(2) Urgent Surgical. Emergency case that should be evacuated within 2
hours to the nearest surgical unit.
(3) Priority. Sick or wounded person requiring prompt medical care and
who should be evacuated within 4 hours or his medical condition could deteriorate to
such a degree that he could become an urgent precedence.
(4) Routine. Sick or wounded person requiring evacuation, but whose
condition is not expected to deteriorate significantly. Should be evacuated within 24
(5) Convenient. Person who is being medically evacuated for medical
convenience rather than necessity.
d. Special Equipment Required (Line 4). Based upon actual evaluation of the
casualties, determine what special equipment, if any, will need. The most common
items for an air ambulance are hoist, Stokes litter, and forest penetrator. Another
common special equipment requirement is a ventilator. This information is required so
that the equipment can be placed on board the air ambulance prior to the start of the
e. Number of Patients by Type (Line 5). Based upon actual evaluation of the
casualties, determine the number of casualties that will evacuated on a litter and the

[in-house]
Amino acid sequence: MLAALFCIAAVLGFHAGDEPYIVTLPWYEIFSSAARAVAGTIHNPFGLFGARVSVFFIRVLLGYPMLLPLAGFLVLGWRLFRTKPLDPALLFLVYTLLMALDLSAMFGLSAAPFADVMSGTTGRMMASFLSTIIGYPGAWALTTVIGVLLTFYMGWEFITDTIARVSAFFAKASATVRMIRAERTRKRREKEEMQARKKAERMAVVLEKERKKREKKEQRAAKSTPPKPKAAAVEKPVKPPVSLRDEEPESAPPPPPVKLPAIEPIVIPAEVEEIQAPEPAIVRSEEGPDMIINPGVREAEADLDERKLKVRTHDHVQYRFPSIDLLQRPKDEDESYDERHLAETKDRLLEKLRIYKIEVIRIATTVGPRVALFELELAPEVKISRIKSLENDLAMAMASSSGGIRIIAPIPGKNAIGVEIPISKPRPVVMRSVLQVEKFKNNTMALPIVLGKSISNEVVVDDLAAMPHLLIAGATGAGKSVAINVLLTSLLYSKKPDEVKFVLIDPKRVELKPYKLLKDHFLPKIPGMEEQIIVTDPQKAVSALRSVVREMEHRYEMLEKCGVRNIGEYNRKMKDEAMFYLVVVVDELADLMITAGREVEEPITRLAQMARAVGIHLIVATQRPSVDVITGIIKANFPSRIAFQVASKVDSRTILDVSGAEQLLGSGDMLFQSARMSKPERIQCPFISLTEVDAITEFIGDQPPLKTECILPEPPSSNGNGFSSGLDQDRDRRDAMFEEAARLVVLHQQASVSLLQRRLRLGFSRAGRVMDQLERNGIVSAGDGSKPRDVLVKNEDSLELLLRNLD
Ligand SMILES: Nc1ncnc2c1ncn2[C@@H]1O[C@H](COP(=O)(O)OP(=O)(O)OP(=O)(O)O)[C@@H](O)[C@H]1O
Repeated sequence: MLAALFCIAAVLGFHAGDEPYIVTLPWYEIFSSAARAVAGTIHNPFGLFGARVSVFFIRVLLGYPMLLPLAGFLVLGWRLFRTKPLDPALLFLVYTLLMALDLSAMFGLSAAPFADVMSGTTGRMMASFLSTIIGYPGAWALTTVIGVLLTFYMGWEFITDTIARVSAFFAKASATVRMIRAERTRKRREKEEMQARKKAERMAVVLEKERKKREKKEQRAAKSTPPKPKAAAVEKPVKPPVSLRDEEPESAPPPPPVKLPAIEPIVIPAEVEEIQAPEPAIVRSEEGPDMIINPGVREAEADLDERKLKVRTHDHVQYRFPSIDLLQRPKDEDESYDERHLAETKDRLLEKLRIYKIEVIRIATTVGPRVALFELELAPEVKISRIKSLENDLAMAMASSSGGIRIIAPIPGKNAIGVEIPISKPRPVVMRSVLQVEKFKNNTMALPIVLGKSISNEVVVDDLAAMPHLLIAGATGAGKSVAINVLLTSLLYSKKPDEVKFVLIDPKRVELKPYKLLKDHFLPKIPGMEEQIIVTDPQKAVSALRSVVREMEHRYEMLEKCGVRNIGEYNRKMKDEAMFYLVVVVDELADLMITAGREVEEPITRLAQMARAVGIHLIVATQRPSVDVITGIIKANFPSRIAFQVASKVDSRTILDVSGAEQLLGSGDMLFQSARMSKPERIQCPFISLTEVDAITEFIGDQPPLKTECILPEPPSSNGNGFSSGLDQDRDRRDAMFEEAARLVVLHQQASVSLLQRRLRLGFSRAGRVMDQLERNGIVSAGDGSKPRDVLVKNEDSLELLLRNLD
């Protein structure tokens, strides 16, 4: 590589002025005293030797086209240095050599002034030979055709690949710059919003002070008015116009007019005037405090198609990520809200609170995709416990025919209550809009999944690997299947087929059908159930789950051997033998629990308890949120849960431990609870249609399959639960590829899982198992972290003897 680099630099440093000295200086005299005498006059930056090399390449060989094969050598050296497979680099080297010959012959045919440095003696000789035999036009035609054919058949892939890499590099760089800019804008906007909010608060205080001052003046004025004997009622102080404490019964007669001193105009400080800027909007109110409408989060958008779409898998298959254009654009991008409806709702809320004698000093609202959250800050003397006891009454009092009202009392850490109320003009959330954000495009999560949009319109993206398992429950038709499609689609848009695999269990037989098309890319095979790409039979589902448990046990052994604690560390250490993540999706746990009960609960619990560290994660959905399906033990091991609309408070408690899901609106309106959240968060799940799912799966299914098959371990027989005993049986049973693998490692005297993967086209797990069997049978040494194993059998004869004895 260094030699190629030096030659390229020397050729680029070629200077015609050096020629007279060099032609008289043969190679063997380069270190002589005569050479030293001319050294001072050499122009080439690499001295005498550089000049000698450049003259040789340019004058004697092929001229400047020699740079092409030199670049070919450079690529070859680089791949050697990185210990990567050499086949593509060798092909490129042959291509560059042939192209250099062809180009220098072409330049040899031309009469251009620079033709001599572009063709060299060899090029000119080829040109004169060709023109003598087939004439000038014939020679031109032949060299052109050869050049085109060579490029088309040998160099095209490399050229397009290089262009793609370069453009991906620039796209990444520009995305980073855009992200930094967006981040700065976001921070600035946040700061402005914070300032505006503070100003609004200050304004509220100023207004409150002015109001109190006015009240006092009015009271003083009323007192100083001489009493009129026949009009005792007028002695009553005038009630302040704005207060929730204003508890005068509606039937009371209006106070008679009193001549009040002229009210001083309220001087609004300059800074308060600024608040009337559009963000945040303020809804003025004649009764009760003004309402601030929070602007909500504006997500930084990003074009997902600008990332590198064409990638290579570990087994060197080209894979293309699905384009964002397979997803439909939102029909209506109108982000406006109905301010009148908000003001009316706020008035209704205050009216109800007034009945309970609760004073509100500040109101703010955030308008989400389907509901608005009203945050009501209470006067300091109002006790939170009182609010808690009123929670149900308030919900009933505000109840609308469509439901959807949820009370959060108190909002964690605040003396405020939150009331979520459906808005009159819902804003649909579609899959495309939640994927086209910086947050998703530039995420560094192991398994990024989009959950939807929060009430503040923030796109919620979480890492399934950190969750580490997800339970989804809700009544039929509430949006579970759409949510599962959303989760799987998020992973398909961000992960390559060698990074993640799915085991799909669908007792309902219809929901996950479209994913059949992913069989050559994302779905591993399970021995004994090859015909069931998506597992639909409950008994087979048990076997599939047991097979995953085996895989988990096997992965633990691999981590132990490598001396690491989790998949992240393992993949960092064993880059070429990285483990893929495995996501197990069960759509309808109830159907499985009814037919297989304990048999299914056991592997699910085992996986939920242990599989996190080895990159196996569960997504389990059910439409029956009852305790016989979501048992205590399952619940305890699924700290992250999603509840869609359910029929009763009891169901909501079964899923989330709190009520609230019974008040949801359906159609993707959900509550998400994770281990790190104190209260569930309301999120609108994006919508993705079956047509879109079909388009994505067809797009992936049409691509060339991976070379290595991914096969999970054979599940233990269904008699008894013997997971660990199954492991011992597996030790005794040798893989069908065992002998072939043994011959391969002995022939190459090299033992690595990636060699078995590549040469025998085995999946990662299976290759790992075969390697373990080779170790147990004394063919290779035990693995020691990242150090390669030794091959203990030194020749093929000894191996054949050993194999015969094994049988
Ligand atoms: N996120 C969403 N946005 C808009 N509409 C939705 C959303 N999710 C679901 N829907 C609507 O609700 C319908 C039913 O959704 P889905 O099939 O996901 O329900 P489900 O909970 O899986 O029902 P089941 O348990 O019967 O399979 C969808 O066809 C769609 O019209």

number of casualties that are able to sit (ambulatory). This information is needed to
determine the appropriate number of air ambulances to be dispatched to the pickup site.
The information is also needed to configure the vehicles to carry the casualties requiring
f. Security of Pickup Site/Number and Type (Line 6).
(1) Wartime operations. In wartime operations, determine whether
proposed pickup site is secure. This information is normally obtained from your unit
leader based upon his evaluation of the situation. The information will help the unit
controlling aeromedical evacuation to determine whether assistance (escort) is required
to accomplish the mission. The situation is categorized as one of the following:
No enemy troops in area.
(b) Possibly enemy troops in area; approach with caution.
Enemy troops in area; approach with caution.
(d) Enemy troops in area; armed escort required.
(2) Peacetime operation. In peacetime, collect information on the types of
wounds (gunshot, shrapnel, and so forth), injuries (fractured leg, snakebite, and so forth), or